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The RX Series offers an optional Panoramic View Monitor to allow the driver to see objects all around the vehicle on a screen. The Ascent only offers a rear monitor and rear parking sensors that beep or flash a light. That doesn’t help with obstacles to the front or sides.
The RX Series’ driver alert monitor detects an inattentive driver then sounds a warning and suggests a break. According to the NHTSA, drivers who fall asleep cause about 100,000 crashes and 1500 deaths a year. The Ascent doesn’t offer a driver alert monitor.
Both the RX Series and the Ascent have standard driver and passenger frontal airbags, front side-impact airbags, driver knee airbags, side-impact head airbags, front and rear seatbelt pretensioners, height adjustable front shoulder belts, four-wheel antilock brakes, traction control, electronic stability systems to prevent skidding, crash mitigating brakes, daytime running lights, lane departure warning systems, rearview cameras, available all wheel drive, blind spot warning systems and rear cross-path warning.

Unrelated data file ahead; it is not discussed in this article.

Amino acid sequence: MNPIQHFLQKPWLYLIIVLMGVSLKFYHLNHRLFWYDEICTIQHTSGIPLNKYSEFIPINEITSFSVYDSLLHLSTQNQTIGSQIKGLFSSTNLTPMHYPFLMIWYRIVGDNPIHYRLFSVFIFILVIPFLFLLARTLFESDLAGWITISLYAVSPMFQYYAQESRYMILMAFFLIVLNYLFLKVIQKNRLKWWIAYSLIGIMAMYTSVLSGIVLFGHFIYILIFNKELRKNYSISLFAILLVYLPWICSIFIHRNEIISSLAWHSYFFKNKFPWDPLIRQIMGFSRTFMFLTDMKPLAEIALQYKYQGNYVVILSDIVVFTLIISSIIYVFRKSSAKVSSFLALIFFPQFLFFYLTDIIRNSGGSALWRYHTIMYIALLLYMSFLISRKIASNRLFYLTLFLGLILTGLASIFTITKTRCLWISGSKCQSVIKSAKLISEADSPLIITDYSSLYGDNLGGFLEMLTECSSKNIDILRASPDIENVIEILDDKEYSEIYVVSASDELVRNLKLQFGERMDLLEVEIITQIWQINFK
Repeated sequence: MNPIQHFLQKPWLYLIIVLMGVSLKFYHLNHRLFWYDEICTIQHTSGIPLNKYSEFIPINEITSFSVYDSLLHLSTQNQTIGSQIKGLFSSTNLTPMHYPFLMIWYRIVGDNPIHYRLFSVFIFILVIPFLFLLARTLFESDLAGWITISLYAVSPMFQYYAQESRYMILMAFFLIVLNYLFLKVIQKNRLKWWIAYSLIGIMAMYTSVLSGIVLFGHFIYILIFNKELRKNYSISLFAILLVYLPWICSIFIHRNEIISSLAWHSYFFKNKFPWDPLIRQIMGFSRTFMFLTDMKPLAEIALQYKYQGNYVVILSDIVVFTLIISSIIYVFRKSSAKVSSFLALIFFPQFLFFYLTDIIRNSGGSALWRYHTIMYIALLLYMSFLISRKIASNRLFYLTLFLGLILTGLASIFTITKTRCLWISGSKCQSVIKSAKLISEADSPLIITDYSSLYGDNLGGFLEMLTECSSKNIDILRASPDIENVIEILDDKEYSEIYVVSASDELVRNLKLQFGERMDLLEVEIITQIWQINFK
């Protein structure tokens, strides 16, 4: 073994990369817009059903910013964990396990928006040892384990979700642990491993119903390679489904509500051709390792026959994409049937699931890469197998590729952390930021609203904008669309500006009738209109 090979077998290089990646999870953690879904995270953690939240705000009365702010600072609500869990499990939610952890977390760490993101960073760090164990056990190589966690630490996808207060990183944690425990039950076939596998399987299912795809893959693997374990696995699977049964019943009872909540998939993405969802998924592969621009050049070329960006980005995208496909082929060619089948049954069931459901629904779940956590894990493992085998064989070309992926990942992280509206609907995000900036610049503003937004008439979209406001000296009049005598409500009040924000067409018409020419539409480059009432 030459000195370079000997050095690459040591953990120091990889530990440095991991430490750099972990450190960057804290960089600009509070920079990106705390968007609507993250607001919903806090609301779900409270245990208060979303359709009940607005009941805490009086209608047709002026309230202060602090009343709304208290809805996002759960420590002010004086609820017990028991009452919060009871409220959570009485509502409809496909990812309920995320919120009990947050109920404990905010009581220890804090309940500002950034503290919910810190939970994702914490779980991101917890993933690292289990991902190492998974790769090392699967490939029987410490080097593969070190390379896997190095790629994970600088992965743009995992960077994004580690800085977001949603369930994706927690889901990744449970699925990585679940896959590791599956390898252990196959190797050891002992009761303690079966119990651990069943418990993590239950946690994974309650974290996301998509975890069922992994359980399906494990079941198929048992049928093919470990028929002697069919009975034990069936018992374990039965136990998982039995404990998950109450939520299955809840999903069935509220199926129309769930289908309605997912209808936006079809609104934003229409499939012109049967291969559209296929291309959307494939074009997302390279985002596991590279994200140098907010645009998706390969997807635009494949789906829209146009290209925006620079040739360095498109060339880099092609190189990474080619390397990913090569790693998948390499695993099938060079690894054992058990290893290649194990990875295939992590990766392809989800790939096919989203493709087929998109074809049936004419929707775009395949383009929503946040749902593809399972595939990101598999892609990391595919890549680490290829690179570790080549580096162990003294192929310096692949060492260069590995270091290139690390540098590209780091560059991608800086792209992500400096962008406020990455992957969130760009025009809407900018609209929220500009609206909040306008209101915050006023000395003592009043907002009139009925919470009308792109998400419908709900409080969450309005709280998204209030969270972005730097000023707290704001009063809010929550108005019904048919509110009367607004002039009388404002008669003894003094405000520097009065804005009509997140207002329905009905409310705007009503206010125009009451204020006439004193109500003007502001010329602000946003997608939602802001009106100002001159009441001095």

The RX Series comes with a full 4-year/50,000-mile basic warranty, which covers the entire truck and includes 24-hour roadside assistance. The Ascent’s 3-year/36,000-mile basic warranty expires 1 year and 14,000 miles sooner.
Lexus’ powertrain warranty covers the RX Series 1 year and 10,000 miles longer than Subaru covers the Ascent. Any repair needed on the engine, transmission, axles, joints or driveshafts is fully covered for 6 years or 70,000 miles. Coverage on the Ascent ends after only 5 years or 60,000 miles.
The RX Series’ corrosion warranty is 1 year longer than the Ascent’s (6 vs. 5 years).
A reliable vehicle saves its owner time, money and trouble. Nobody wants to be stranded or have to be without a vehicle while it’s being repaired. Consumer Reports rates the RX Series’ reliability 33 points higher than the Ascent.